Gay/Lesbian Issues

Workplace Discrimination Against Gays Is Covered Under the Civil Rights Act, Says a Second Federal Court

A third court disagrees. The Supreme Court had the chance to take on the case to resolve the conflict, but it declined.

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rainbow flag and gavel
Elvira Koneva / Dreamstime.com

Two federal courts have now decided that Title VII of the Civil Rights Act protects people from workplace discrimination on the basis of sexual orientation, even though the law does not specifically use those words. A third federal court had previously ruled the opposite, and the current Department of Justice does not agree that federal antidiscrimination law covers sexual orientation. So there's a good chance one of these cases will end up before the Supreme Court within the next couple of years.

On Monday the 2nd U.S. Circuit Court of Appeals, which covers Connecticut, New York, and Vermont, reversed a previous panel decision and concluded, in a 10–3 opinion, that discriminating against a person on the basis of sexual orientation is a type of sex-based discrimination forbidden under federal law.

The Civil Rights Act of 1964 does not mention sexual orientation, and when it was first passed it certainly was not assumed to cover sexual orientation. But over time, as court precedents and case law have hammered out the contours of what "discrimination based on sex" means in practice, the door has opened to a broader understanding of the phrase. One of those precedents, a Supreme Court decision from 1989, ruled that punishing an employee on the basis of whether he or sh exhibited stereotypical gender traits is a form of forbidden sex discrimination.

That ruling is now being used to argue that anti-LGBT discrimination essentially punishes an employee on the basis of not engaging in stereotypical gender traits, as in entering relationships with somebody of the opposite sex (or in transgender cases, living as the opposite sex). The majority decision on Monday agreed with this argument, noting in part:

To determine whether a trait operates as a proxy for sex, we ask whether the employee would have been treated differently "but for" his or her sex. In the context of sexual orientation, a woman who is subject to an adverse employment action because she is attracted to women would have been treated differently if she had been a man who was attracted to women. We can therefore conclude that sexual orientation is a function of sex and, by extension, sexual orientation discrimination is a subset of sex discrimination.

With this ruling, the 2nd Circuit is on the same page as the 7th Circuit, which covers Indiana, Illinois, and Wisconsin. The 7th Circuit ruled in a similar fashion for similar reasons last spring. But this ruling is at odds with the 11th Circuit Court, which covers Alabama, Georgia, and Florida, and which has ruled that the Civil Rights Act does not cover sexual orientation.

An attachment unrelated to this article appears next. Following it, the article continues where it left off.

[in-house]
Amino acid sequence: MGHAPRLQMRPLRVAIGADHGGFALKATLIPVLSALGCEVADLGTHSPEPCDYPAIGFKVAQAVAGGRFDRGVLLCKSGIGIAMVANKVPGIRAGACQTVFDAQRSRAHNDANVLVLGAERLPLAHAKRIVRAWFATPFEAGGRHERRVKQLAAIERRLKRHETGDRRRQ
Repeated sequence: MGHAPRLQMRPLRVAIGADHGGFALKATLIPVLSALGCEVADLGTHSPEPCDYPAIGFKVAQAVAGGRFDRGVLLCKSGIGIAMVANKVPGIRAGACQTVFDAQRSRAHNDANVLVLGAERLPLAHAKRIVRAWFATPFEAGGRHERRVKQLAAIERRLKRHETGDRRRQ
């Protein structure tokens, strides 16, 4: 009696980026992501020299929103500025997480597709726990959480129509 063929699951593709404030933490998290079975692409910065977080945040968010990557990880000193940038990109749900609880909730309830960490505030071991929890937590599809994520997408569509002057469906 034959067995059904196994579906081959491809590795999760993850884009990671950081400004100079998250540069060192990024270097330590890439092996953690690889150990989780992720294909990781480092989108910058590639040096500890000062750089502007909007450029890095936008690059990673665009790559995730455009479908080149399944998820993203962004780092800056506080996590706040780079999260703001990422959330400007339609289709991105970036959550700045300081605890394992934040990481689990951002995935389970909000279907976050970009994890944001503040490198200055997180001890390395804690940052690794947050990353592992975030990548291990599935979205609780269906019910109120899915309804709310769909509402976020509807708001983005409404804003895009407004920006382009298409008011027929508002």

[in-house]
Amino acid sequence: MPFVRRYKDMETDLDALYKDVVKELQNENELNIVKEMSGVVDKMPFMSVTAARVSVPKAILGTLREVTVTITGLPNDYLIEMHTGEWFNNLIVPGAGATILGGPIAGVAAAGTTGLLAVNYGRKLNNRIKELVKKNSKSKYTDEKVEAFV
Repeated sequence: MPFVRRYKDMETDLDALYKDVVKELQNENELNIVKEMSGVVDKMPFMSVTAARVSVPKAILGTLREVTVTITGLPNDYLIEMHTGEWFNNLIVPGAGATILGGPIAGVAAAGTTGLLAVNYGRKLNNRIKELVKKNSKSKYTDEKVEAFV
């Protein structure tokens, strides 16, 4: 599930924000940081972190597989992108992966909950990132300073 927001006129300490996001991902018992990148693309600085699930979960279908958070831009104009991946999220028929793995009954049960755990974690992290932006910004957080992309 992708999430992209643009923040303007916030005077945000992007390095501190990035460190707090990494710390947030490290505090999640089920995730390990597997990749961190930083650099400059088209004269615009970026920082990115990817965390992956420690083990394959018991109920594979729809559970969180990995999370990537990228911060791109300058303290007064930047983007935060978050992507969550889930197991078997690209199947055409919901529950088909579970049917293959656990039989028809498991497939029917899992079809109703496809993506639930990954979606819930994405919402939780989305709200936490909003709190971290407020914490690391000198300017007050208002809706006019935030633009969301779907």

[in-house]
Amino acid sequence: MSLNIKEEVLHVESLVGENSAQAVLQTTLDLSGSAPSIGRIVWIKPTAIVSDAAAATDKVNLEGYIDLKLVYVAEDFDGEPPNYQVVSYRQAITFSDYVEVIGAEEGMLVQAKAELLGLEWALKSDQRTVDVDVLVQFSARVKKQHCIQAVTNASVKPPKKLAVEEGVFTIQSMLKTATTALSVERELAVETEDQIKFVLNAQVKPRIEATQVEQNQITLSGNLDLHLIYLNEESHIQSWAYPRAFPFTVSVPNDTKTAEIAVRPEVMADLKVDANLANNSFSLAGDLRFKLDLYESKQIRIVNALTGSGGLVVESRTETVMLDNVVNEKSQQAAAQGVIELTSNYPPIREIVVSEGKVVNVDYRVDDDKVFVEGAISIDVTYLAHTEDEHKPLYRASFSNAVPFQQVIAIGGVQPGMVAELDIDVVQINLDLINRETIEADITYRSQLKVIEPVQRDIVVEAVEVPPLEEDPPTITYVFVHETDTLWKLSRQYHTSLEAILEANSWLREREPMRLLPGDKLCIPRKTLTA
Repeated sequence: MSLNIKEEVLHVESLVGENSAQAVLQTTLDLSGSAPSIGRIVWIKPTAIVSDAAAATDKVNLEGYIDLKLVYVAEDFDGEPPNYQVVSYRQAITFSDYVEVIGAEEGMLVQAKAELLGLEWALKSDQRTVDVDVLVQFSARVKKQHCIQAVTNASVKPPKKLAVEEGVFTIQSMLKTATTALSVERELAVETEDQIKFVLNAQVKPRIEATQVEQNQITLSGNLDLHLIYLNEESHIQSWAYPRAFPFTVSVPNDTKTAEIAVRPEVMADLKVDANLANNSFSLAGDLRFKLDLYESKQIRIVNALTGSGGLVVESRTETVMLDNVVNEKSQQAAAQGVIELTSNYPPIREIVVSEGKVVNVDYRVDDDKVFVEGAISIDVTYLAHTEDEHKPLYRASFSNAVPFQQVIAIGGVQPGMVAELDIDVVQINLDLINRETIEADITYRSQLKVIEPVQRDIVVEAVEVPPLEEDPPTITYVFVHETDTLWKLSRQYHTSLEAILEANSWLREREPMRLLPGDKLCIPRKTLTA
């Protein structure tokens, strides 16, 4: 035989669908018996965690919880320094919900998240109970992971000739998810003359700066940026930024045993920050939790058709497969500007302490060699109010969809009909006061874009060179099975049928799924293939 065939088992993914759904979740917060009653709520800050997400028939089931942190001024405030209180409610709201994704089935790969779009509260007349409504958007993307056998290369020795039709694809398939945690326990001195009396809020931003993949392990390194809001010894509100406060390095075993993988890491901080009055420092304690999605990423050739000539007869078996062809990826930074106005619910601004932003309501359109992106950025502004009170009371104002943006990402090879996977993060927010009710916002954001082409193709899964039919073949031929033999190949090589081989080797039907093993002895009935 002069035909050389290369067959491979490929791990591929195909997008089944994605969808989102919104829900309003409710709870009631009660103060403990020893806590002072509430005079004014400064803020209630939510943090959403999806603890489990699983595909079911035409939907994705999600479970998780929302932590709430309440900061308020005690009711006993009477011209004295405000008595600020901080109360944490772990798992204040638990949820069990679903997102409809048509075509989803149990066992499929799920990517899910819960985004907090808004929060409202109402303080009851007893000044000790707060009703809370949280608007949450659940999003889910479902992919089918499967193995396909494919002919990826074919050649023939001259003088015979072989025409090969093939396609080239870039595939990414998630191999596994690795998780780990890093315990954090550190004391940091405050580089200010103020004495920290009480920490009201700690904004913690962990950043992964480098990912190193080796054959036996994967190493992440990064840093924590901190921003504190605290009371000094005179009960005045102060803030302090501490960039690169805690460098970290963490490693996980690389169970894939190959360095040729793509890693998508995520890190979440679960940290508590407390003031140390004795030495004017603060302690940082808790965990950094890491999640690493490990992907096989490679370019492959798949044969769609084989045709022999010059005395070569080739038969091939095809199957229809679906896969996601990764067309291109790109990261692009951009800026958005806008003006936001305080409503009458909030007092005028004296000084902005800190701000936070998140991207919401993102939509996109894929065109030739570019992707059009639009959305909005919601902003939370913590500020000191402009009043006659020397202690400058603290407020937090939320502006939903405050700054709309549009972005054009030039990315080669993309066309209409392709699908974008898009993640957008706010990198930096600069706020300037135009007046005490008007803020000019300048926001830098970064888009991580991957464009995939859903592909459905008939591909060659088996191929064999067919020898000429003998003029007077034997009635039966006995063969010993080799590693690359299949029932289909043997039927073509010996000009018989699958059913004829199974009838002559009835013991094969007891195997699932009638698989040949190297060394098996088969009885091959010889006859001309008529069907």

The Supreme Court had the opportunity to hear an appeal of the 11th Circuit case and settle the matter, but in December it turned the case away.

Now we have two federal districts disagreeing with a third. Furthermore, we've got the Department of Justice at odds with the U.S. Equal Employment Opportunity Commission, which has been supporting the argument that the Civil Rights Act covers workplace discrimination on the basis of sexual orientation and gender identity.

At some point the Supreme Court is going to have to take a case to hear this argument. It seems untenable for workplace discrimination against LGBT people to be a violation of federal law in New York but not in Georgia. This isn't about a difference in what classes are covered by each state's own laws. This is an inconsistent application of federal law.

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225 responses to “Workplace Discrimination Against Gays Is Covered Under the Civil Rights Act, Says a Second Federal Court

  1. So now they’re saying that gender and sex are the same thing? I suppose that’s cool if it furthers sombody’s goal.

      1. You are a female homo. Haha.

        1. I don’t think either of you understand this article.

          1. Now you know how most of us feel on Reason when you chime in with your nonsense to nearly 99% of the articles here.

    1. Penumbras and emanations.

      1. Living Constitution

  2. One thing we know is that appellate courts have a rock solid reputation for following the constitution and representing the law correctly in their respective circuits.

    Either that or they are constantly politicizing issues that do not have constitutional support and then get reversed by the SCOTUS is not too overworked to smack down them down.

    1. It’s not a constitutional question, genius.

  3. I like the “but for” reasoning because it permits antidiscrimination law to cover people without having to add a bunch of classifications to existing law. Otherwise we could theoretically add sexual orientation but leave out gender identity, meaning a trans person who is attracted to the opposite sex (whatever that would mean) wouldn’t be protected.

    The legislators clearly didn’t have these things in mind when they wrote this law, but the framers didn’t have ARs in mind when they wrote the 2nd amendment, did they, so fuck off.

    1. But if you simply say “the Civil Rights Act covers all discrimination that we don’t like.” you still have to define “what we don’t like”.

      Otherwise nobody can be certain that they aren’t running afoul of the law.

      What about fat people? Are they covered?

      How about bad teeth?

      Green eyes?

      Low intelligence?

      Lack of athletic ability?

      Those are all pretty much “how I was born” kind of things…. more or less.

      But some of this LGBTQAI stuff gets into “how I chose to be”.

      So we don’t want to cover political affiliation. But what about pedophiles?